breast carcinoma cells were transplanted into the mammary fat pads of athymic nude mice administrated with E2. After 4, 8, 16, and 30 days, four mice from each treatment group were sacrificed, and the xenografts were removed for examination. Tumor xenografts derived from T47D-ERβ cells were significantly smaller (P < 0.005) than the control group that received a transplant with the parental T47D cells (Figure 1A). The average volume of the T47D-ERβ tumors was 50 mm3 in diameter compared with 166 mm3 in the controls at 30 days after transplantation (Figure 1B). IHC staining of tumor sections showed that, although ERβ expression was undetectable, high levels of FOXM1 expression were found in the nuclei of the faster-growing control T47D-derived tumors. In contrast, the slower-growing T47D-ERβ tumors contained high levels of ERβ but low levels of FOXM1 staining (Figure 1C). The inverse relation between ERβ and FOXM1 expression in these mice xenografts suggested that ERβ1 might function through repressing FOXM1 expression to limit breast cancer growth.
      Figure thumbnail gr1
      Figure 1Expression of ERβ1 represses tumor growth and FOXM1 expression in nude mice xenografts. A: T47D (Control; ERβ1-) and the derivatives ectopically expressing ERβ1, T47D-ERβ (ERβ1+) breast carcinoma cells were transplanted into the mammary fat pads of athymic nude mice administrated with E2. After 4, 8, 16, and 30 days, four mice from each treatment group were sacrificed, and the xenografts were removed for examination. Photographs show tumors at 30 days after transplantation. B: Graph shows comparison of the average size between the control and T47D-ERβ tumors. T47D-ERβ tumors were significantly smaller (*P < 0.05) than the controls (6.5 mm and 11.5 mm in diameter, respectively) at 30 days after transplantation. C: IHC staining of tumor sections showed that, although the expression of ERβ1 was undetectable, high levels of FOXM1 expression were found in the nuclei of the controls. In contrast, the T47D-ERβ tumors expressed high levels of ERβ1 but low levels of FOXM1 staining. Scale bar = 30 μm.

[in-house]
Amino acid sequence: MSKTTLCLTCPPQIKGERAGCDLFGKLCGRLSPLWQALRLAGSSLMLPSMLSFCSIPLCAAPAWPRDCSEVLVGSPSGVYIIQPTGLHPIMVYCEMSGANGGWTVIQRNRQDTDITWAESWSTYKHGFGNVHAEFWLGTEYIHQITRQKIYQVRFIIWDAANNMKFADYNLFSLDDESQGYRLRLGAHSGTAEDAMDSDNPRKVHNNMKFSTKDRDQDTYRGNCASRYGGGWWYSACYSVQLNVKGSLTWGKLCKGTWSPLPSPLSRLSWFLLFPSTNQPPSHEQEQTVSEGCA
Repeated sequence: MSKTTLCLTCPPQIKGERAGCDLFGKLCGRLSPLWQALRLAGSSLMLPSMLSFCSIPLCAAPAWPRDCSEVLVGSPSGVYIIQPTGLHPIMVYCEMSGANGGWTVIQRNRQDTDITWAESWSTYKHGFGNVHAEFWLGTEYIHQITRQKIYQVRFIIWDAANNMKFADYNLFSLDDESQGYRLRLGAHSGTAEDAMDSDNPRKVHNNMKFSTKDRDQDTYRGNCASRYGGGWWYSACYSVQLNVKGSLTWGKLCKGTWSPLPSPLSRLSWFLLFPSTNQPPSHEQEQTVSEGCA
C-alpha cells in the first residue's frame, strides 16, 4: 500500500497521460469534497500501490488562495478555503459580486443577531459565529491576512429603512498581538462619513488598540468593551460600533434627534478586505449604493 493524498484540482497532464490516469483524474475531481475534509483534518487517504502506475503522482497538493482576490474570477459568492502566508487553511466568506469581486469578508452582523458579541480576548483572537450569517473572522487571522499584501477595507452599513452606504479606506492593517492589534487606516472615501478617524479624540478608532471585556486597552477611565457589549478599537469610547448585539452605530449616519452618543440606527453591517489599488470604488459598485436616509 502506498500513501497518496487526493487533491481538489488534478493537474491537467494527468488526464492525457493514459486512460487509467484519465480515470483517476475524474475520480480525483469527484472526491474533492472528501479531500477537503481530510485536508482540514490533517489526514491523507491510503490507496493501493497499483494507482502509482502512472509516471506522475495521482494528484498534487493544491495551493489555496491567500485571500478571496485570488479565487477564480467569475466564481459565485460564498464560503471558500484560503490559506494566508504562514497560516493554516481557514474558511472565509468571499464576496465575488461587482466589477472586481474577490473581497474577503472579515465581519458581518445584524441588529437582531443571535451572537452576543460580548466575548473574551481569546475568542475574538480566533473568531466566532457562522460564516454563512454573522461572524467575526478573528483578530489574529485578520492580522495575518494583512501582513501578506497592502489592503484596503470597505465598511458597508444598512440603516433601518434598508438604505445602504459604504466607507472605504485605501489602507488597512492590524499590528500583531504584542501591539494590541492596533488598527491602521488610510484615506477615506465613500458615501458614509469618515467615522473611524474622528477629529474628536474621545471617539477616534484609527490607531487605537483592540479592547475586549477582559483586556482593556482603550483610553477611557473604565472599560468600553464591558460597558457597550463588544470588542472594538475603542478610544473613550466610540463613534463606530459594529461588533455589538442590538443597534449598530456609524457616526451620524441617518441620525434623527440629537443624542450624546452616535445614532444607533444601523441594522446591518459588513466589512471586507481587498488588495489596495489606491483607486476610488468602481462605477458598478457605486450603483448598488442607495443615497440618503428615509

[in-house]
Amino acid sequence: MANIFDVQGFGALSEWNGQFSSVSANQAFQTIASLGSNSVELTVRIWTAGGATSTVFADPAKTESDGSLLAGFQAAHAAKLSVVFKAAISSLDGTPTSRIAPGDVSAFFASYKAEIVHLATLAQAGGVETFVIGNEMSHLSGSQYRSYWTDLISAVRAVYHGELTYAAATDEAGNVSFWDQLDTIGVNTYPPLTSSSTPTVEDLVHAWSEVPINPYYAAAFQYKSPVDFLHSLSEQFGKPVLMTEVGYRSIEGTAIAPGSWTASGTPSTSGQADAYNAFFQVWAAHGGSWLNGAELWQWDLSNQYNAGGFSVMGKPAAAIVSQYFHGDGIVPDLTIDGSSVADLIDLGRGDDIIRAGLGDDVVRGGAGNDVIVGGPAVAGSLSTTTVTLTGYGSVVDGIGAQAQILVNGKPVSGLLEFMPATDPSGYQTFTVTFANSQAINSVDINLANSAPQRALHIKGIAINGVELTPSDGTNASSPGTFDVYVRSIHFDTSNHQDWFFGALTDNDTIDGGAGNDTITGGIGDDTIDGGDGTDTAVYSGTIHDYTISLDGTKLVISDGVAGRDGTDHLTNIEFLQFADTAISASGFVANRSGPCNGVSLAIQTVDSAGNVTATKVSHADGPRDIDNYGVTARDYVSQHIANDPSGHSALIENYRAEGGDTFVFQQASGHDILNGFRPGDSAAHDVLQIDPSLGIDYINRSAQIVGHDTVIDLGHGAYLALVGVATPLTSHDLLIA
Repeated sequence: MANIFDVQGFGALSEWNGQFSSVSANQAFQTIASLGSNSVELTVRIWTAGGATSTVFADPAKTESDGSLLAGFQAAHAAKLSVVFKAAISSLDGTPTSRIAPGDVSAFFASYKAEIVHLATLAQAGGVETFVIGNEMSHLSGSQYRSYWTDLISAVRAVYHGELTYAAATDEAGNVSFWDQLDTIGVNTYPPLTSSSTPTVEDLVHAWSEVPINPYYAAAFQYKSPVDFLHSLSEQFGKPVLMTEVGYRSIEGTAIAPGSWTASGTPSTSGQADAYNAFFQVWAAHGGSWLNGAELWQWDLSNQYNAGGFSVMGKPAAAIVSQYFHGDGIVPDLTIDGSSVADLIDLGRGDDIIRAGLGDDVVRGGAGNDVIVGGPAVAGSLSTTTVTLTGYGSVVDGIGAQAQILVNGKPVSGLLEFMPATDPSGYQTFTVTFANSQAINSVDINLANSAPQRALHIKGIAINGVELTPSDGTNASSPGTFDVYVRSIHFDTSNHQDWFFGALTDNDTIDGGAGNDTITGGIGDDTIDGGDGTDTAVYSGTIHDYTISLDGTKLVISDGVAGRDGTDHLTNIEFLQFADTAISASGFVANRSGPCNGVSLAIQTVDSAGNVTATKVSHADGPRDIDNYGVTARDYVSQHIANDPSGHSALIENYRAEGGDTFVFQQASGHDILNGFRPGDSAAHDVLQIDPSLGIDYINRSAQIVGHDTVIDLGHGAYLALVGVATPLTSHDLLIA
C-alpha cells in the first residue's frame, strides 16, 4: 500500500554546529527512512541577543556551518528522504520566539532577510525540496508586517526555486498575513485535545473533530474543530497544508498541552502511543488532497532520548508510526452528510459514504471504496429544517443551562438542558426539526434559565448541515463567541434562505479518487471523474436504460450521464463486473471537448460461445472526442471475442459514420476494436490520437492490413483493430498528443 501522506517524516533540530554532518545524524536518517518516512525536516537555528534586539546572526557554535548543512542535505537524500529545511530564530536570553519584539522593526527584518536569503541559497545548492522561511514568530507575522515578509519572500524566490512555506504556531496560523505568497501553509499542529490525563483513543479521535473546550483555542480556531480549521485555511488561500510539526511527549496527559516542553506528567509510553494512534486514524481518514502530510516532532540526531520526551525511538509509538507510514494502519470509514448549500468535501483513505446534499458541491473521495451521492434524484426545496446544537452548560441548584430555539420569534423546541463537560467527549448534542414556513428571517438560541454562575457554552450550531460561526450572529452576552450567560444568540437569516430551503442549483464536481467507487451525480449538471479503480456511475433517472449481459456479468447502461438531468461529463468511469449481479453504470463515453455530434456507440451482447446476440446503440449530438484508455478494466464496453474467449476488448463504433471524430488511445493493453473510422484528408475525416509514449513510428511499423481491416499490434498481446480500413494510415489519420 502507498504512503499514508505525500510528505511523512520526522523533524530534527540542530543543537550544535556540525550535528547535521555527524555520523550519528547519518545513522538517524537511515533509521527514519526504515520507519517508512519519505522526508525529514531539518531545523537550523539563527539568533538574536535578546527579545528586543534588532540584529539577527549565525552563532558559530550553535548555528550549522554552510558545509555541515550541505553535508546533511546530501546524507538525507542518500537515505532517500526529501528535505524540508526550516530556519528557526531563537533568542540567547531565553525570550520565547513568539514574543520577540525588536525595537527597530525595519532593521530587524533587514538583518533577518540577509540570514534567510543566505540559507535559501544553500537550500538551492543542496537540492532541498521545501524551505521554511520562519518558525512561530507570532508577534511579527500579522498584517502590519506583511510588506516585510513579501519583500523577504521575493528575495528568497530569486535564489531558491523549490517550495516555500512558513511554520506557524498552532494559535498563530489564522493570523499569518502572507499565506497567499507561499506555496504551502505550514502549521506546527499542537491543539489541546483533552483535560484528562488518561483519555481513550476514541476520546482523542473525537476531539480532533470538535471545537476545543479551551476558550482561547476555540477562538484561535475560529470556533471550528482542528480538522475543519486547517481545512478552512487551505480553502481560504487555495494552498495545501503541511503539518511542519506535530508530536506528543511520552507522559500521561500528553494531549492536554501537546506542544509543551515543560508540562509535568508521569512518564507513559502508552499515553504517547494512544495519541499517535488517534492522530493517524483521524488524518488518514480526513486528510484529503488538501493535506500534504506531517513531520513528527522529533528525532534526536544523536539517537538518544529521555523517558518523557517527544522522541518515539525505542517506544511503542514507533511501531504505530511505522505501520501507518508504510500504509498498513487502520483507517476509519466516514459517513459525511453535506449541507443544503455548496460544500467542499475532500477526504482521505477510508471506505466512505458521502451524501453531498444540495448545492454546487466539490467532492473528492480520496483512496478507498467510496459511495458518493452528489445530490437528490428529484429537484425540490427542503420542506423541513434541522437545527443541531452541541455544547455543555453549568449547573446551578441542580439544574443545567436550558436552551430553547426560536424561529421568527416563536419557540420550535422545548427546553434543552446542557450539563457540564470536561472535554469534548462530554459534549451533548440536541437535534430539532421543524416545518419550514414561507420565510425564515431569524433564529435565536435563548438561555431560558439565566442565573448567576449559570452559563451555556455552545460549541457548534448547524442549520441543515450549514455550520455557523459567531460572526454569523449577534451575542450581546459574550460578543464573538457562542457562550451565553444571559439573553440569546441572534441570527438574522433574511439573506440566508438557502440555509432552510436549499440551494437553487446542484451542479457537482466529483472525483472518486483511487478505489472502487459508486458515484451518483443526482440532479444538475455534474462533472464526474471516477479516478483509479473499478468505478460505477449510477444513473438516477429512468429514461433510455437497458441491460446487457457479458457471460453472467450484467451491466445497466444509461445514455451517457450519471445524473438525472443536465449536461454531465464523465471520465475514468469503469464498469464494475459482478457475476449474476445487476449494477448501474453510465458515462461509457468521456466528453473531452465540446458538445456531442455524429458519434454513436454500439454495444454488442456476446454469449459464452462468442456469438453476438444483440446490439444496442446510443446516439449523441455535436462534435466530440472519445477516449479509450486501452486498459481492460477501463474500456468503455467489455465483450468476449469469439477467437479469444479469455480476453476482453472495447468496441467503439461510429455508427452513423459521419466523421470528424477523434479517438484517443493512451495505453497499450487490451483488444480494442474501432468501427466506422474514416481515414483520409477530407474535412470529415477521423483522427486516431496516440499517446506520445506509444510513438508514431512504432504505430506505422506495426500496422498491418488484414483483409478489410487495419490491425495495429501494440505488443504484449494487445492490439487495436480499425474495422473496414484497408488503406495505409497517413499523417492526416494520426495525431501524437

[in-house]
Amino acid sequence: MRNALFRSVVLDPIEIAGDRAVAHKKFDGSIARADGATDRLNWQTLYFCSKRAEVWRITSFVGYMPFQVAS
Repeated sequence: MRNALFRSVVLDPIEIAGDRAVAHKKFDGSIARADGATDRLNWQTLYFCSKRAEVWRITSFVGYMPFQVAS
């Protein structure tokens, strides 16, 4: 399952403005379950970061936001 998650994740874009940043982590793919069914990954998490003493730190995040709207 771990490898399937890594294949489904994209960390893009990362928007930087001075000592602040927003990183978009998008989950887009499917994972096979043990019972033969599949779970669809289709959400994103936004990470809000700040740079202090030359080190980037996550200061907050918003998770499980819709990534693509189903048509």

Inverse Correlation between ERβ1 and FOXM1 Expression in Human Breast Cancer Samples

      To test whether the inverse association between ERβ1 and FOXM1 expression also exists in human breast cancer, the expression patterns of individual ER isoforms, ERβ1, ERβ2, or ERβ5, and FOXM1 were examined in human breast cancer samples by IHC staining (Figure 2A; see also Supplemental Figure S1 at http://ajp.amjpathol.org). No significant correlation was observed between the expression levels of FOXM1 and ERβ2 or ERβ5; however, a potential but non-significant inverse correlation trend was detected between ERβ1 and FOXM1 expression (n = 245; P = 0.0717 t-test) when all samples were analyzed (Figure 2B). When IHC data were re-evaluated after excluding ERα-negative samples, a significant correlation between FOXM1 and ERβ1 expression (n = 173; P = 0.0197 t-test) was observed, consistent with the xenograft results (Figure 2C). As for ERβ2 and ERβ5, no association was observed with FOXM1 expression in the ERα-positive tumors. Similar results were obtained when the staining data were scored as plus or minus and analyzed by Fisher's test (see Supplemental Figure S2 at http://ajp.amjpathol.org). Notably, the clinical samples used in this study have previously been analyzed for correlations between the expression levels of ERβ isoforms and ERα. The results showed no significant associations, except for a positive correlation between ERβ2 and ERα expressions.
      • Shaaban A.M.
      • Green A.R.
      • Karthik S.
      • Alizadeh Y.
      • Hughes T.A.
      • Harkins L.
      • Ellis I.O.
      • Robertson J.F.
      • Paish E.C.
      • Saunders P.T.
      • Groome N.P.
      • Speirs V.
      Nuclear and cytoplasmic expression of ERbeta1 ERbeta2, and ERbeta5 identifies distinct prognostic outcome for breast cancer patients.
      This finding also indicates that the inverse relation between ERβ1 and FOXM1 is not because of the ability of ERβ1 to repress ERα expression.
      Figure thumbnail gr2